The wealthy Russian tycoon Igor Ashurbeyli is making personal funds available, and collecting sources from other investors, to build the the world's first space nation.
Asgardia (the name of the project echoes the Norse mythology, or more trivially the Marvel comic) plans to house millions of inhabitants in different orbiting stations. A refuge to escape from the chaos in which humanity will throw itself alone in an involuntary but insane attempt to self-destruct.
I am not surprised that the aspiring members of this space country (they are currently more than a million) have already created a national flag and a national anthem: the frustration is great, given the current technological limitations to the project, and the sense of haste must be strong .
Interviewed by the British magazine Sun, one of Asgardia's "diplomats" said that the only way to save the planet is to escape.
Humanity will be able to extinguish itself: whoever wants to escape this madness has the duty to tryLena de Winne, Minister of Communications of Asgardia.
In short, to be a nation founded only three years ago, Asgardia already seems to have quite clear ideas, even if quite gloomy.
In the plans of its founder, the Russian billionaire (of Azeri origins) Igor Ashurbeyli, Asgardia will be an "archipelago" of large space stations orbiting the Earth. A sort of "Noah's arche" able to accommodate up to 15 million people overall.
Each "ship" (in the form of a ring to reproduce gravity) has an estimated cost of around 150 billion euros, and will give the inhabitants a lifestyle suitable for a truly pioneering adventure. Maybe not as luxurious as the space hotel being designed, but more than decent.
The milestone is set in 2045: for that date, Ashurbeyli hopes to be able to celebrate the birth of the first child in space.
I realize that you sound like a science fiction movie (Don't you think Mr. Ashurbeyli looks a little too much like Papa Barzetti?) but it is a serious project, and the founders of the new state of Asgardia are trying to get recognition from the United Nations. Here, maybe this is quite difficult, perhaps even more difficult than building orbiting stations.
Asgardia tries to recruit the "most creative" people on Earth from among its citizens to leave behind the nightmare of a planet threatened by pandemics, nuclear wars and environmental catastrophes.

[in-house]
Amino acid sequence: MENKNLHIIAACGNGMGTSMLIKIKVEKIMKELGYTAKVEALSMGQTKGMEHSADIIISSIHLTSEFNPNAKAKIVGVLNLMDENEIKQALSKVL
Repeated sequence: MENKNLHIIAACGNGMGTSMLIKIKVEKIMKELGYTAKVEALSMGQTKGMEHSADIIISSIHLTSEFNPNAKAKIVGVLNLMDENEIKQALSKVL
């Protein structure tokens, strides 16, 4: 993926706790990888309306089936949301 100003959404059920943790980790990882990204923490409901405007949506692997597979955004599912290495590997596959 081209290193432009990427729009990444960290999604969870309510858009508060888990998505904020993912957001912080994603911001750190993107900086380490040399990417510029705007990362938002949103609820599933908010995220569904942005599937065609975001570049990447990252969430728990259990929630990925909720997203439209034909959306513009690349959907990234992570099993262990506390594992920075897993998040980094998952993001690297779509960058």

To become an Asgardian, simply apply by providing your personal data and information on the education received, then wait and hope that the application is accepted. Be confident and optimistic.
The cost is around 110 € per request: all in all a reasonable price to pay to save yourself from the inevitable fate to which the human race will be condemned, do you think?
Among the Asgardians there are already citizens from more than 200 land countries. If recognized, it will be the 172nd nation in the world (or the first in Earth's orbit) by population.
Roadmap for space
The concept of territory has been very clearly defined in international law, and does not include 'artificial territories' such as satellites, just as full independence is not granted to airplanes, ships or oil platforms.Frans von der Dunk, professor of space law at Nebraska College.
Within 10 years of foundation (i.e. by 2026) Asgardia leaders hope to reach a population of 150 million, and to launch within 20 years of the foundation (2036) the first "Ark", about the same size as the present International Space Station.
Other activities carried out in this time frame are the first elections of an Asgardian parliament (with a premier, Lembit Opik, of a liberal democratic orientation) and the launch of the first research satellite, Asgardia-1, which took place in 2017.
All very nice, but there are obviously some not insignificant criticalities on the path of this "people of space".
For example, many legal experts say that these plans have no realistic basis. 'From a legal point of view we are talking about nothing', they insist.
Asgardia, he wants to say, is not "in any way definable a State in the sense of the word, even if we accept that a satellite can be defined as a quasi-territory".